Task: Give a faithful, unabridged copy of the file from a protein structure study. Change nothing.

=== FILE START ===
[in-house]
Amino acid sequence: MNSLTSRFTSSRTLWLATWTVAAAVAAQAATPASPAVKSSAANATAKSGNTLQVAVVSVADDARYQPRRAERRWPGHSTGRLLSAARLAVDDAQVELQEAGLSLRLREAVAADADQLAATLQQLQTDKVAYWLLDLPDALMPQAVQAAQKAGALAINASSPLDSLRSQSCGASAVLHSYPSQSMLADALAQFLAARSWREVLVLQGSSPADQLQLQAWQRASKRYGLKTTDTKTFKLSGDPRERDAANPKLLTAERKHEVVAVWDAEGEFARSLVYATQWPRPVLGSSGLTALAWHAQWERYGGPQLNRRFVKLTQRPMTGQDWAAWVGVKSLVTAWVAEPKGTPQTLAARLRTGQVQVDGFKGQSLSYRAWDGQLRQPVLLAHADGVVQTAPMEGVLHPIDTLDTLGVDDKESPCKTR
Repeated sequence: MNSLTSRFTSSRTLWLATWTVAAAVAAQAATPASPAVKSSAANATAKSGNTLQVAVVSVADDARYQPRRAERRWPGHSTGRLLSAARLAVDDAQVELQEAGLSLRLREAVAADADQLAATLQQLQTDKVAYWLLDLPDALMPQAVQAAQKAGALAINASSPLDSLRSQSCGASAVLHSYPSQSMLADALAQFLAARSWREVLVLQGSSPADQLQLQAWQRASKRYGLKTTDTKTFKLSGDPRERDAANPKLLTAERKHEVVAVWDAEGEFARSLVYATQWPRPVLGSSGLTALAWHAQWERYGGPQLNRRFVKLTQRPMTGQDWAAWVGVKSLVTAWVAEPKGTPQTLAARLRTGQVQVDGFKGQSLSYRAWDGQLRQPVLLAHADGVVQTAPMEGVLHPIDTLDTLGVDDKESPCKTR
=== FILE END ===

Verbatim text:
[in-house]
Amino acid sequence: MNSLTSRFTSSRTLWLATWTVAAAVAAQAATPASPAVKSSAANATAKSGNTLQVAVVSVADDARYQPRRAERRWPGHSTGRLLSAARLAVDDAQVELQEAGLSLRLREAVAADADQLAATLQQLQTDKVAYWLLDLPDALMPQAVQAAQKAGALAINASSPLDSLRSQSCGASAVLHSYPSQSMLADALAQFLAARSWREVLVLQGSSPADQLQLQAWQRASKRYGLKTTDTKTFKLSGDPRERDAANPKLLTAERKHEVVAVWDAEGEFARSLVYATQWPRPVLGSSGLTALAWHAQWERYGGPQLNRRFVKLTQRPMTGQDWAAWVGVKSLVTAWVAEPKGTPQTLAARLRTGQVQVDGFKGQSLSYRAWDGQLRQPVLLAHADGVVQTAPMEGVLHPIDTLDTLGVDDKESPCKTR
Repeated sequence: MNSLTSRFTSSRTLWLATWTVAAAVAAQAATPASPAVKSSAANATAKSGNTLQVAVVSVADDARYQPRRAERRWPGHSTGRLLSAARLAVDDAQVELQEAGLSLRLREAVAADADQLAATLQQLQTDKVAYWLLDLPDALMPQAVQAAQKAGALAINASSPLDSLRSQSCGASAVLHSYPSQSMLADALAQFLAARSWREVLVLQGSSPADQLQLQAWQRASKRYGLKTTDTKTFKLSGDPRERDAANPKLLTAERKHEVVAVWDAEGEFARSLVYATQWPRPVLGSSGLTALAWHAQWERYGGPQLNRRFVKLTQRPMTGQDWAAWVGVKSLVTAWVAEPKGTPQTLAARLRTGQVQVDGFKGQSLSYRAWDGQLRQPVLLAHADGVVQTAPMEGVLHPIDTLDTLGVDDKESPCKTR